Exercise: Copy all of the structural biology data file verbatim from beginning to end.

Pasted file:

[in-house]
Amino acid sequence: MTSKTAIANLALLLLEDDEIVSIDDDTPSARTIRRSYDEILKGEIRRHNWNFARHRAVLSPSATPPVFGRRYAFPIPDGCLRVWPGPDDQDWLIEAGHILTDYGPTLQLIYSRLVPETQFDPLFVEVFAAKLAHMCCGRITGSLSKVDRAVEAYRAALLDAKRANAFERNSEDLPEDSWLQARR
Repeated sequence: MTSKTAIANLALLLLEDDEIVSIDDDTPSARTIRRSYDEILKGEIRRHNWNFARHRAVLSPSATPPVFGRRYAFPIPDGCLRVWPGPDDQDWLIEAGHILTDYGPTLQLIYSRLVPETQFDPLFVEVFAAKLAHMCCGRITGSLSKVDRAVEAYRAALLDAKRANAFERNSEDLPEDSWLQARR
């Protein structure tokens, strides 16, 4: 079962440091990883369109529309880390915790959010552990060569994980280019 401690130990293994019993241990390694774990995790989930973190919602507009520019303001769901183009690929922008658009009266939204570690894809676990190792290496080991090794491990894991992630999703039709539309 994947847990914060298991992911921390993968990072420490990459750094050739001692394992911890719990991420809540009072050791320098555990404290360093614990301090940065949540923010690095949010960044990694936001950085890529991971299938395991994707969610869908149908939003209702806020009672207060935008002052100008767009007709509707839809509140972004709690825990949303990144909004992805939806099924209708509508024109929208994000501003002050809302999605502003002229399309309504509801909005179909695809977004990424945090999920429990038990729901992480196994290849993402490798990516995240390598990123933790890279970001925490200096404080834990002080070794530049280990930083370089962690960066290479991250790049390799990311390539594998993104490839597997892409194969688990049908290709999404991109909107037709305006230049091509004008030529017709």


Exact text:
[in-house]
Amino acid sequence: MTSKTAIANLALLLLEDDEIVSIDDDTPSARTIRRSYDEILKGEIRRHNWNFARHRAVLSPSATPPVFGRRYAFPIPDGCLRVWPGPDDQDWLIEAGHILTDYGPTLQLIYSRLVPETQFDPLFVEVFAAKLAHMCCGRITGSLSKVDRAVEAYRAALLDAKRANAFERNSEDLPEDSWLQARR
Repeated sequence: MTSKTAIANLALLLLEDDEIVSIDDDTPSARTIRRSYDEILKGEIRRHNWNFARHRAVLSPSATPPVFGRRYAFPIPDGCLRVWPGPDDQDWLIEAGHILTDYGPTLQLIYSRLVPETQFDPLFVEVFAAKLAHMCCGRITGSLSKVDRAVEAYRAALLDAKRANAFERNSEDLPEDSWLQARR
């Protein structure tokens, strides 16, 4: 079962440091990883369109529309880390915790959010552990060569994980280019 401690130990293994019993241990390694774990995790989930973190919602507009520019303001769901183009690929922008658009009266939204570690894809676990190792290496080991090794491990894991992630999703039709539309 994947847990914060298991992911921390993968990072420490990459750094050739001692394992911890719990991420809540009072050791320098555990404290360093614990301090940065949540923010690095949010960044990694936001950085890529991971299938395991994707969610869908149908939003209702806020009672207060935008002052100008767009007709509707839809509140972004709690825990949303990144909004992805939806099924209708509508024109929208994000501003002050809302999605502003002229399309309504509801909005179909695809977004990424945090999920429990038990729901992480196994290849993402490798990516995240390598990123933790890279970001925490200096404080834990002080070794530049280990930083370089962690960066290479991250790049390799990311390539594998993104490839597997892409194969688990049908290709999404991109909107037709305006230049091509004008030529017709």